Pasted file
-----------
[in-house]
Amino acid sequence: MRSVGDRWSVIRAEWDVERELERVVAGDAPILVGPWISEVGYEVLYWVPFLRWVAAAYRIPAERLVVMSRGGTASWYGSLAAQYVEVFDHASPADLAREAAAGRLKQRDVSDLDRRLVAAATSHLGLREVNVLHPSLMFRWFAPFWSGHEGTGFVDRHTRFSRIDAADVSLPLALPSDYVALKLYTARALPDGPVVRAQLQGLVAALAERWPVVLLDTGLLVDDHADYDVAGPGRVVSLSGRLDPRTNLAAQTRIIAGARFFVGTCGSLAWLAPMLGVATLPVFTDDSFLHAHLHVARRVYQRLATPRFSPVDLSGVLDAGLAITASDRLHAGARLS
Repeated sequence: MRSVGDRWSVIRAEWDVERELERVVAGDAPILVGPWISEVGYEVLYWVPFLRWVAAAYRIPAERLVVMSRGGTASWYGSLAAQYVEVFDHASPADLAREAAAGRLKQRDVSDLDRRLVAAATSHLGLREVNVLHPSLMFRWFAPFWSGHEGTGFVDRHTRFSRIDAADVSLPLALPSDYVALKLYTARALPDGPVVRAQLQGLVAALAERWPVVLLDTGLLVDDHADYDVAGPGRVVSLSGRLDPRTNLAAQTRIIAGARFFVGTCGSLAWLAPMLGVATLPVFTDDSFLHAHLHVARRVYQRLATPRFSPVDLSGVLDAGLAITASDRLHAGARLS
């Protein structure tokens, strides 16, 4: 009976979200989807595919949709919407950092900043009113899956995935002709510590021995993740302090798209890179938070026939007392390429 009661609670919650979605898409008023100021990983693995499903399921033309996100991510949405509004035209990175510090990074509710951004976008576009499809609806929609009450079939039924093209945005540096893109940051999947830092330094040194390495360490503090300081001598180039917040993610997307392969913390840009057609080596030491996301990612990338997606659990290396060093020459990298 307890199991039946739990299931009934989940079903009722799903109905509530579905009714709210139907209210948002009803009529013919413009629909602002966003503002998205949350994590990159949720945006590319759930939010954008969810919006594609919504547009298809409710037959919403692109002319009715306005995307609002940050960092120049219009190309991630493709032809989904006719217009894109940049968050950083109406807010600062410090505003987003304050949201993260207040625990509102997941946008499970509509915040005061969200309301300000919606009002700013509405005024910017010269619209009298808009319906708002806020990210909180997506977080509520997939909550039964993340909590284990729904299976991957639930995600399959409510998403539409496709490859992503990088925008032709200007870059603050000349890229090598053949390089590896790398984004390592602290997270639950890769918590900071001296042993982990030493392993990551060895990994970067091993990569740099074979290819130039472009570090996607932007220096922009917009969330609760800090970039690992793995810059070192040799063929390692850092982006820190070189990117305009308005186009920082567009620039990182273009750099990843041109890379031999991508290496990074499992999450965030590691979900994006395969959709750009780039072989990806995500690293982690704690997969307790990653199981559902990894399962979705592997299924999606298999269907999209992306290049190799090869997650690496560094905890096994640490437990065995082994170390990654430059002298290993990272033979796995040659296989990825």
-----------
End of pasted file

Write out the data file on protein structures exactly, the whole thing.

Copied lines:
[in-house]
Amino acid sequence: MRSVGDRWSVIRAEWDVERELERVVAGDAPILVGPWISEVGYEVLYWVPFLRWVAAAYRIPAERLVVMSRGGTASWYGSLAAQYVEVFDHASPADLAREAAAGRLKQRDVSDLDRRLVAAATSHLGLREVNVLHPSLMFRWFAPFWSGHEGTGFVDRHTRFSRIDAADVSLPLALPSDYVALKLYTARALPDGPVVRAQLQGLVAALAERWPVVLLDTGLLVDDHADYDVAGPGRVVSLSGRLDPRTNLAAQTRIIAGARFFVGTCGSLAWLAPMLGVATLPVFTDDSFLHAHLHVARRVYQRLATPRFSPVDLSGVLDAGLAITASDRLHAGARLS
Repeated sequence: MRSVGDRWSVIRAEWDVERELERVVAGDAPILVGPWISEVGYEVLYWVPFLRWVAAAYRIPAERLVVMSRGGTASWYGSLAAQYVEVFDHASPADLAREAAAGRLKQRDVSDLDRRLVAAATSHLGLREVNVLHPSLMFRWFAPFWSGHEGTGFVDRHTRFSRIDAADVSLPLALPSDYVALKLYTARALPDGPVVRAQLQGLVAALAERWPVVLLDTGLLVDDHADYDVAGPGRVVSLSGRLDPRTNLAAQTRIIAGARFFVGTCGSLAWLAPMLGVATLPVFTDDSFLHAHLHVARRVYQRLATPRFSPVDLSGVLDAGLAITASDRLHAGARLS
């Protein structure tokens, strides 16, 4: 009976979200989807595919949709919407950092900043009113899956995935002709510590021995993740302090798209890179938070026939007392390429 009661609670919650979605898409008023100021990983693995499903399921033309996100991510949405509004035209990175510090990074509710951004976008576009499809609806929609009450079939039924093209945005540096893109940051999947830092330094040194390495360490503090300081001598180039917040993610997307392969913390840009057609080596030491996301990612990338997606659990290396060093020459990298 307890199991039946739990299931009934989940079903009722799903109905509530579905009714709210139907209210948002009803009529013919413009629909602002966003503002998205949350994590990159949720945006590319759930939010954008969810919006594609919504547009298809409710037959919403692109002319009715306005995307609002940050960092120049219009190309991630493709032809989904006719217009894109940049968050950083109406807010600062410090505003987003304050949201993260207040625990509102997941946008499970509509915040005061969200309301300000919606009002700013509405005024910017010269619209009298808009319906708002806020990210909180997506977080509520997939909550039964993340909590284990729904299976991957639930995600399959409510998403539409496709490859992503990088925008032709200007870059603050000349890229090598053949390089590896790398984004390592602290997270639950890769918590900071001296042993982990030493392993990551060895990994970067091993990569740099074979290819130039472009570090996607932007220096922009917009969330609760800090970039690992793995810059070192040799063929390692850092982006820190070189990117305009308005186009920082567009620039990182273009750099990843041109890379031999991508290496990074499992999450965030590691979900994006395969959709750009780039072989990806995500690293982690704690997969307790990653199981559902990894399962979705592997299924999606298999269907999209992306290049190799090869997650690496560094905890096994640490437990065995082994170390990654430059002298290993990272033979796995040659296989990825």